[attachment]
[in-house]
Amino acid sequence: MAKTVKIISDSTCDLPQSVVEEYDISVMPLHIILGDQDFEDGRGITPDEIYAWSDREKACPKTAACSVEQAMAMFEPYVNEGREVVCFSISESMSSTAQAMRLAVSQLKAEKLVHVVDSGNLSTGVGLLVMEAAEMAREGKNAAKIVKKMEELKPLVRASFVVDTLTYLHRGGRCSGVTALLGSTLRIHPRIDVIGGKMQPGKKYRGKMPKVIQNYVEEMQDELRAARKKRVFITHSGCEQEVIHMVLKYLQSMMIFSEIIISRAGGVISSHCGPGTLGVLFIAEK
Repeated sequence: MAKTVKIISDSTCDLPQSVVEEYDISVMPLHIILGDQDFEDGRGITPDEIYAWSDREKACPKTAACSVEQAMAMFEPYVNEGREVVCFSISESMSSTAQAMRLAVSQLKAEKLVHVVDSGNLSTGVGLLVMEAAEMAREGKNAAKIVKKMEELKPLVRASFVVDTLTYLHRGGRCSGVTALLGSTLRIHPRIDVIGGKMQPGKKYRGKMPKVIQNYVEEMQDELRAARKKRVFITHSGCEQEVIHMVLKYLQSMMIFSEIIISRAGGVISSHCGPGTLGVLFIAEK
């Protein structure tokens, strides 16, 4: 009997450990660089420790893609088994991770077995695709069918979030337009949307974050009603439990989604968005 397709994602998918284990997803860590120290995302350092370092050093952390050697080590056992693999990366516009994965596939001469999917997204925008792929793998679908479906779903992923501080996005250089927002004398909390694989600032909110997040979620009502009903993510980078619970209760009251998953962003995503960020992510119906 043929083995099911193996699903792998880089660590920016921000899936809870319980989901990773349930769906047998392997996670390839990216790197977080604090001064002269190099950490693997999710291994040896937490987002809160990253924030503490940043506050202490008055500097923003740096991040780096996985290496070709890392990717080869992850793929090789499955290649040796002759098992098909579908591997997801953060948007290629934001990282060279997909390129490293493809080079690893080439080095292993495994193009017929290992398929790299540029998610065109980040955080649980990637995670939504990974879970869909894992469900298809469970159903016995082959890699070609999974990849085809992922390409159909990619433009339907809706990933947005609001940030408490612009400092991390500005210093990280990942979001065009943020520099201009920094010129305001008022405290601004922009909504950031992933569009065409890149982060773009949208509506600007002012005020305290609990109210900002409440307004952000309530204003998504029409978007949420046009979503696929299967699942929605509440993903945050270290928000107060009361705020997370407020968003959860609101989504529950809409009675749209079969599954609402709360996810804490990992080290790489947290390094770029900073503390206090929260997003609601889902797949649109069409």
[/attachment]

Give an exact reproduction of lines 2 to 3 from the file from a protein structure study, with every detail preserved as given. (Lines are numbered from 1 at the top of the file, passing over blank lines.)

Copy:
Amino acid sequence: MAKTVKIISDSTCDLPQSVVEEYDISVMPLHIILGDQDFEDGRGITPDEIYAWSDREKACPKTAACSVEQAMAMFEPYVNEGREVVCFSISESMSSTAQAMRLAVSQLKAEKLVHVVDSGNLSTGVGLLVMEAAEMAREGKNAAKIVKKMEELKPLVRASFVVDTLTYLHRGGRCSGVTALLGSTLRIHPRIDVIGGKMQPGKKYRGKMPKVIQNYVEEMQDELRAARKKRVFITHSGCEQEVIHMVLKYLQSMMIFSEIIISRAGGVISSHCGPGTLGVLFIAEK
Repeated sequence: MAKTVKIISDSTCDLPQSVVEEYDISVMPLHIILGDQDFEDGRGITPDEIYAWSDREKACPKTAACSVEQAMAMFEPYVNEGREVVCFSISESMSSTAQAMRLAVSQLKAEKLVHVVDSGNLSTGVGLLVMEAAEMAREGKNAAKIVKKMEELKPLVRASFVVDTLTYLHRGGRCSGVTALLGSTLRIHPRIDVIGGKMQPGKKYRGKMPKVIQNYVEEMQDELRAARKKRVFITHSGCEQEVIHMVLKYLQSMMIFSEIIISRAGGVISSHCGPGTLGVLFIAEK